Tue, Nov 06, 2018 - Page 14 News List

Taiwan’s iconic rice cooker maker Tatung celebrates centenary year
著名電鍋廠商大同公司 歡慶百週年

The exterior of Tatung Co’s headquarters building in Taipei’s Zhongshan District.

Photo: AP

If you ask any Taiwanese person about rice cookers, nine times out of ten the conversation will quickly turn to “Tatung dianguo.” As Hoover is to vacuum cleaners and Biro is to ballpoint pens in the West, in Taiwan the name Tatung dianguo is synonymous with rice cookers. Its manufacturer, Tatung Co, is a major Taiwanese electronics conglomerate and home appliances brand headquartered in Taipei’s Zhongshan District. This year, Tatung is celebrating its centenary.

Originally called Hsieh Chih Business Enterprise, Tatung was established in 1918 during the Japanese colonial era by the company’s first chairman Lim Shih-tsao, also known by the courtesy name Siong-chi, and several business partners.

The company initially started out in construction, completing over 600 projects including Taipei City Hall (today the Executive Yuan building) in Taipei.

In the late 1930s, Hsieh Chih Business was transformed into Tatung Iron Works and expanded into heavy industry, while also founding Tatung Vocational Industrial Primary High School (later renamed Tatung High School) in Taipei. By the late 1940s, Tatung began to produce home appliances, and was the first company in Taiwan to manufacture electric fans. Mass production of the iconic Tatung rice cooker commenced in 1960 and the company is still producing them to this day.

The prototype of the Tatung rice cooker, whose design has barely changed over the years, was actually based on a 1940s design developed by Toshiba Corp, the first company in the world to successfully bring an electric rice cooker into commercial production. Similar to many Taiwanese companies at the time, Tatung was actually producing a counterfeit version of Toshiba’s rice cooker but, afforded protections by the government, the company entered into a “technical partnership” with Toshiba.


1. nine times out of ten phr.

十之八九 (shi2 zhi1 ba1 jiu3)

2. centenary n.

百週年慶 (bai3 zhou1 nian2 qing4)

3. iconic adj.

代表性的 (dai4 biao3 xing4 de5)

4. word of mouth phr.口耳相傳;口碑 (kou2 er3 xiang1 chuan2; kou3 bei1)

5. set-and-forget phr.


(she4 ding4 hao3 jiu3 zi4 dong4 zhi2 xing2)

6. misnomer n.

不當的用詞 (bu2 dang4 de5 yong4 ci2)

7. indispensable adj.

不可或缺的 (bu4 ke3 huo4 que1 de5)

8. runaway commercial success phr.


(ju4 da4 de5 shang1 ye4 cheng2 gong1)

9. multinational conglomerate phr.

跨國企業集團 (kua4 guo2 qi4 ye4 ji2 tuan2)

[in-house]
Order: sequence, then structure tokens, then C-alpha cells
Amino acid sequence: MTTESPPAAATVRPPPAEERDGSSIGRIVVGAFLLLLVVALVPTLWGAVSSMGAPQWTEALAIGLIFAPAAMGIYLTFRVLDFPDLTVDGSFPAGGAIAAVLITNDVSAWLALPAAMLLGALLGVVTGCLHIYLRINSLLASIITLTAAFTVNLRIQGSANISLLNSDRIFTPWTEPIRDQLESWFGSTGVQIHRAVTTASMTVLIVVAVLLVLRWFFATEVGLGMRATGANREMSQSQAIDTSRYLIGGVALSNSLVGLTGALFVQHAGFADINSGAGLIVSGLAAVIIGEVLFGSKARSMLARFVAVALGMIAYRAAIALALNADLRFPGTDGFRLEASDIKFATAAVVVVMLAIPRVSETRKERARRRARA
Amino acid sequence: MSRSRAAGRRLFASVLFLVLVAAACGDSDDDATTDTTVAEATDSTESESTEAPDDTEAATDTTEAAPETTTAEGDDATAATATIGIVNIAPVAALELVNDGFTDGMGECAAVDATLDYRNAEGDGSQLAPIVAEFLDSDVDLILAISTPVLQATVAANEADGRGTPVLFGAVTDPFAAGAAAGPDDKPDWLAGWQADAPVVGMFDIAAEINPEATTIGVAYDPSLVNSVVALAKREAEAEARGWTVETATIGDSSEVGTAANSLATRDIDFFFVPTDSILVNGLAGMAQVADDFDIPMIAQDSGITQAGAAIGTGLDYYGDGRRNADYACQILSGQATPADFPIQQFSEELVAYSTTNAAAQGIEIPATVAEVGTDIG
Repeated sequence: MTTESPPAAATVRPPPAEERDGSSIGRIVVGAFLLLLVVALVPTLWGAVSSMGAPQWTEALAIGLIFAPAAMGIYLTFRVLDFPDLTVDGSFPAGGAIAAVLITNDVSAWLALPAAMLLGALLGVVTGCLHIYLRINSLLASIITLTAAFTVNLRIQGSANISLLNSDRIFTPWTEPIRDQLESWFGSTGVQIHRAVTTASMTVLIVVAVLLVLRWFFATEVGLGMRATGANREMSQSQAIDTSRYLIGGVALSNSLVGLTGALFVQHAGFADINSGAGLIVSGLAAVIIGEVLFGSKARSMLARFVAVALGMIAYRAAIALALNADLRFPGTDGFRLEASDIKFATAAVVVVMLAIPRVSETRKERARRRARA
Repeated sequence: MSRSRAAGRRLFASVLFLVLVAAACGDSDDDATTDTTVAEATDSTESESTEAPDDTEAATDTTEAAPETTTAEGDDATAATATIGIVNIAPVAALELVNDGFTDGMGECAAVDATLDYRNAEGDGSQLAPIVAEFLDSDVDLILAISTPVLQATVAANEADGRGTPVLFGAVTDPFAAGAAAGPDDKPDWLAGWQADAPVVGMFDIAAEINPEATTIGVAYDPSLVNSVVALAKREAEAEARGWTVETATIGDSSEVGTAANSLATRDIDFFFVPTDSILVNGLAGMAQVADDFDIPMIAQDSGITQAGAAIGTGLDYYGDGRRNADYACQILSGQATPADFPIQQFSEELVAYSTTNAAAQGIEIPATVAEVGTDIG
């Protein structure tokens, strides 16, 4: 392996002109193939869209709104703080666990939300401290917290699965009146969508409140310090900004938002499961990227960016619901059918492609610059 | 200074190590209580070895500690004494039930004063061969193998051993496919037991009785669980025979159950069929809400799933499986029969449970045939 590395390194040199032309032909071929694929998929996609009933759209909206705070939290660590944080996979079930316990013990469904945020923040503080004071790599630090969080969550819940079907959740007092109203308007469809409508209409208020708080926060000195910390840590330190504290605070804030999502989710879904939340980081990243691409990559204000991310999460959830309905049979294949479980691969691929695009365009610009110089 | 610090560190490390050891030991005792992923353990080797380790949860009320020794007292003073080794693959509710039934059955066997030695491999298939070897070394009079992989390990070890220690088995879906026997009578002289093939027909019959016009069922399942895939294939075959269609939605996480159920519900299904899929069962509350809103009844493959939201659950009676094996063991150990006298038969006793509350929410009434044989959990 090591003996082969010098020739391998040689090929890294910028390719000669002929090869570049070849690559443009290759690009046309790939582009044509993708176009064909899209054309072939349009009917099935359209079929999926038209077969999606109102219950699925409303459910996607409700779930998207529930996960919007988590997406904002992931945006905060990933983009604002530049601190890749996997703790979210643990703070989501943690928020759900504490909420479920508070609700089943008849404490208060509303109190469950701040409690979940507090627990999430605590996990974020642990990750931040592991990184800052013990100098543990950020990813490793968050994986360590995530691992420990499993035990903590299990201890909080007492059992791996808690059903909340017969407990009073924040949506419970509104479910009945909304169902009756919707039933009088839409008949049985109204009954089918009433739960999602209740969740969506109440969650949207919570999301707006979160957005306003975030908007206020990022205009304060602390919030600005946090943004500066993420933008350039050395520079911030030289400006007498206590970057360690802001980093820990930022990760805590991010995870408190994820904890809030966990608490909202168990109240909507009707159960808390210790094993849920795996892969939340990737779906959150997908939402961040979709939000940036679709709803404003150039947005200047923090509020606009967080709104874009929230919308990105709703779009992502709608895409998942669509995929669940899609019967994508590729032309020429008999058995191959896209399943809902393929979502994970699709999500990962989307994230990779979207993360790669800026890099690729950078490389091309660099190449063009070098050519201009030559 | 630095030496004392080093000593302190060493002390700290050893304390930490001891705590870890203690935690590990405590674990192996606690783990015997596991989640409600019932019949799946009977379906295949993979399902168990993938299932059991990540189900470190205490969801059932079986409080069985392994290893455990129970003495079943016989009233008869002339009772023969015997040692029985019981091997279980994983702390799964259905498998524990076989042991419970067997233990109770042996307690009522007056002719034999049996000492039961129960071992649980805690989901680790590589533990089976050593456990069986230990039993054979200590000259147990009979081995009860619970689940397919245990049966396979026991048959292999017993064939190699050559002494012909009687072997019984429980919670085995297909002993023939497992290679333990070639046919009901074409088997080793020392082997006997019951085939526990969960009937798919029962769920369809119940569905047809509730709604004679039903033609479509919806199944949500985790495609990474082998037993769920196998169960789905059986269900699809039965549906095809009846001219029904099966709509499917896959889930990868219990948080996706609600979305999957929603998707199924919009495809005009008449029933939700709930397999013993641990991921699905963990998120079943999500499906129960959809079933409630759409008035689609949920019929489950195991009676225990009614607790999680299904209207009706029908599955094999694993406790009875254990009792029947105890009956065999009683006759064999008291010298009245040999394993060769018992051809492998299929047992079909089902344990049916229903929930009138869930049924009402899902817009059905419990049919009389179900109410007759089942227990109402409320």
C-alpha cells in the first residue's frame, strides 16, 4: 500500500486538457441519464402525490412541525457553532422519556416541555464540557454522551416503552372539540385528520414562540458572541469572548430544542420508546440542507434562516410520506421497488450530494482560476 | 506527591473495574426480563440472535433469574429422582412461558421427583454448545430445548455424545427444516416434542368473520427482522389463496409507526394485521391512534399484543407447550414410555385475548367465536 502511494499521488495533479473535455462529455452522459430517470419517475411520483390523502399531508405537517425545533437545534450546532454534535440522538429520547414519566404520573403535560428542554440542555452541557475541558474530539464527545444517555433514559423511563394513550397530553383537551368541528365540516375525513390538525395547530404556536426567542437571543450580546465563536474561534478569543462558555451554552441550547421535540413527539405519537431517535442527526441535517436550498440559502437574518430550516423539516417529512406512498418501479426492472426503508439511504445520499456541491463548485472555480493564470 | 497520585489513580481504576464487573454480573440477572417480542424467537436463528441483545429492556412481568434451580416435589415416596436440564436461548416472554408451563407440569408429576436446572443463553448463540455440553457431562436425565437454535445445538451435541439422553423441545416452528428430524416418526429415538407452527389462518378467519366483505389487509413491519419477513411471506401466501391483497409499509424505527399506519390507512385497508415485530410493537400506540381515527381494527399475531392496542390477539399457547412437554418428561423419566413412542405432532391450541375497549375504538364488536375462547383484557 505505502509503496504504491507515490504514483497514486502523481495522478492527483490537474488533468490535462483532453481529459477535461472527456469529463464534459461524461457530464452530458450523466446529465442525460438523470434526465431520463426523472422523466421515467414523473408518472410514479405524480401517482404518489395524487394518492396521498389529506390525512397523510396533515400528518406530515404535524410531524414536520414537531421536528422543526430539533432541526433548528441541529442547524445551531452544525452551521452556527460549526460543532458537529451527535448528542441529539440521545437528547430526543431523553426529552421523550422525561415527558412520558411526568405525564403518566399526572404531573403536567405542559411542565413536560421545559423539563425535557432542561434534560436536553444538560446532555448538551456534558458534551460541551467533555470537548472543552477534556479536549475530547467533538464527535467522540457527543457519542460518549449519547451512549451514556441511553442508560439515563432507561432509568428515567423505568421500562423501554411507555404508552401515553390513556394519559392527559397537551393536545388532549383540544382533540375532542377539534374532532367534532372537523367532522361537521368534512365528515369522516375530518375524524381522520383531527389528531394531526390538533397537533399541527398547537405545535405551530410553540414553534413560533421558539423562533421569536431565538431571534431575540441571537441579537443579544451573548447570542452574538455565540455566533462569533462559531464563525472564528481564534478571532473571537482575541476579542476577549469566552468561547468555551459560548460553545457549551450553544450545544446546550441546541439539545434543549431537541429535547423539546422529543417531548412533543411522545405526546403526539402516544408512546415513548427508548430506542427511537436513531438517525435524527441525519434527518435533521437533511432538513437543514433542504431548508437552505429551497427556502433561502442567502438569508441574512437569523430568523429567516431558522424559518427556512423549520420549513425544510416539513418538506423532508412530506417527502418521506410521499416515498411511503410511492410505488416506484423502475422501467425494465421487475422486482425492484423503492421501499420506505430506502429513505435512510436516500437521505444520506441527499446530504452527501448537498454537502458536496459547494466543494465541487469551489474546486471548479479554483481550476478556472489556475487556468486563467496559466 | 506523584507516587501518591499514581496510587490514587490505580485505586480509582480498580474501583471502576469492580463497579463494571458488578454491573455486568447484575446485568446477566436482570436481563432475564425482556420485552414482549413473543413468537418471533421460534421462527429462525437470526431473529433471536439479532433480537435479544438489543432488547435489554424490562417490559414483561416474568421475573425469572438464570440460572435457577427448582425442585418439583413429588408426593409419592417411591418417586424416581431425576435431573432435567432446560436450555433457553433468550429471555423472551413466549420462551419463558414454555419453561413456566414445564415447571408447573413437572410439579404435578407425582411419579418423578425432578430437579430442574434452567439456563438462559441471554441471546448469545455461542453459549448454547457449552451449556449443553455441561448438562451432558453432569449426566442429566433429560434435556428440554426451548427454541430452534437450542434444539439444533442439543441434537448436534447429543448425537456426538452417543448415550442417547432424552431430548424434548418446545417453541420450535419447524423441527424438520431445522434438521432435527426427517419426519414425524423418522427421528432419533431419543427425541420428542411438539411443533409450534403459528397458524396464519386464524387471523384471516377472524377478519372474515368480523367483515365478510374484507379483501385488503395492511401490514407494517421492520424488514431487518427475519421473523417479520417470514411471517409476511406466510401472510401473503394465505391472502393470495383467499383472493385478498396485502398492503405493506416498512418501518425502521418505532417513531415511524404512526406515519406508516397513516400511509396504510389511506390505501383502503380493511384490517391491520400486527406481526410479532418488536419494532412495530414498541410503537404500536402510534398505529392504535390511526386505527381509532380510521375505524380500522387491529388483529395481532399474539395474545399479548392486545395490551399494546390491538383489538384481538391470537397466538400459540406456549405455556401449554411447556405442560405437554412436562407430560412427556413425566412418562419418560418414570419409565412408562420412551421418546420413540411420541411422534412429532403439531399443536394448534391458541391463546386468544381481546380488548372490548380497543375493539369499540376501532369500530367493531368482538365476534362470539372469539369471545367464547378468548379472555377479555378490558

Tatung’s rice cooker became popular largely through word of mouth, with users praising its ease of use, durability and automated set-and-forget functionality, which meant housewives no longer needed to stand over the rice pot during cooking.

In fact, “rice cooker” is really a misnomer since, in addition to steaming rice, the electric cooking pot has been adapted by Taiwanese cooks to a variety of other culinary uses, including cooking noodles, steaming dumplings, making hotpot or soup and even grilling steaks and sausages. One could say that while Tatung may have skimped on R&D in comparison to rival Japanese manufacturers, the ingenuity of Taiwanese cooks has kept its bare-bones rice cooker alive through the years.

Today, the Tatung dianguo has become an essential item for Taiwanese students studying abroad on a tight budget, and most Taiwanese mothers won’t feel content unless they’ve managed to ram one into the luggage of their son or daughter. But the Tatung dianguo is also an indispensable travel item for many Taiwanese tourists on an extended tour of Europe or the US, allowing them to rustle up a tummy-filling bowl of rice or noodles in their hotel room after braving the unfamiliar flavors and dreaded raw salads of foreign cuisine.

After the runaway commercial success of its electric rice cooker, Tatung went on to develop and produce a range of other household appliances including televisions, refrigerators and air conditioners. Tatung has evolved into a multinational conglomerate investing in a range of industries including green energy, the Internet of Things and smart healthcare. However, for most Taiwanese, Tatung remains synonymous with one thing: that unremarkable — yet most indispensable — of kitchen companions, the humble rice cooker.

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